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Courting Kings

“Kinky!” enthused one of my friends when I told her I’d be sleeping with king cobras. I hadn’t thought of it in quite those terms but I had to admit – the concept of spending the night in Ban Khok Sang Nga did have a freakishly Freudian element to it. I’d stumbled across the name of this remote Isaan village (population 641) on the net: According to a handful of web reviews – mostly regurgitated – almost every resident owns a king cobra as a pet. This formidable serpent – Ophiophagus hannah – is the world’s largest venomous snake, reaching an average size of 3.7 metres, with the largest specimens getting up to 5.5 metres. Once ubiquitous to the hot, watery reaches of South East Asia, India and southern China, kings are vanishing at a rapid rate, threatened by habitat loss and human beings, who kill them out of fear or for commercial gain.

Ban Khok Sang Nga’s curious connection with king cobras first began almost 60 years ago, when a herbalist known as Old Man Ken Yongha began selling his wares in satellite villages, using snake shows to attract crowds and increase sales. The tactic was such a success that it spread throughout the hamlet and today, the villagers still travel from place to place, selling herbs and charming snakes. Their medicinal merchandise, called wan pahyah ngu – loosely translated as ‘big snake plant’ – is said to counteract snake venom and soothe insect bites. Both the herb sales and the reptilian performances provide much needed sideline incomes for the villagers, most of whom are financially strapped farmers.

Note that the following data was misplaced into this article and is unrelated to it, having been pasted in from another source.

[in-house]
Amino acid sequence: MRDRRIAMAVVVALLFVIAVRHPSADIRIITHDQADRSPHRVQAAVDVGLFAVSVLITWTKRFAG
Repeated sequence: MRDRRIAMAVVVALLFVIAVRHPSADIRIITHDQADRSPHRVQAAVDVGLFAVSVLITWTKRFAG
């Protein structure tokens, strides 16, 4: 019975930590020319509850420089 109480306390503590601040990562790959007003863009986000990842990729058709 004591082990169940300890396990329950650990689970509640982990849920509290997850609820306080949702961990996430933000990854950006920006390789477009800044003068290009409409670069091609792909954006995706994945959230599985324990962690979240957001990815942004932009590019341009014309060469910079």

After a 10-hour journey to Khon Kaen I stumble groggily off an air-conditioned night bus into a sweltering Isaan morning. From here it’s another hour to the entrance of a dusty road, marked by a lone som tam stall and a sign reading King Cobra Conservation Project. A motorbike taxi takes me the remaining two kilometres to the heart of Ban Khok Sang Nga, and delivers me to the president of the King Cobra Club of Thailand, Ta Butta, who has arranged a homestay for me with his older brother – a wiry and taciturn man in his sixties with a shock of white hair, who in rare moments breaks into a wide grin to reveal a number of missing teeth – and his congenial, rotund wife who insists I call her Yai.

Ta explains that the King Cobra Club of Thailand was founded by the residents of Ban Khok Sang Nga almost 60 years ago, to promote conservation of this endangered species. In 1996 the members set up a king cobra breeding programme in cooperation with the Veterinary Faculty of Khon Kaen University and a year later, 13 hatchlings were born at the village temple. The babies didn’t survive past two weeks, but it was still a rare and exciting event, king cobras being notoriously difficult to breed in captivity.

The university professors now work in a more controlled experimental environment on the Khon Kaen campus, but the villagers still mate their snakes and deliver any eggs to the sanctuary of the faculty’s incubators.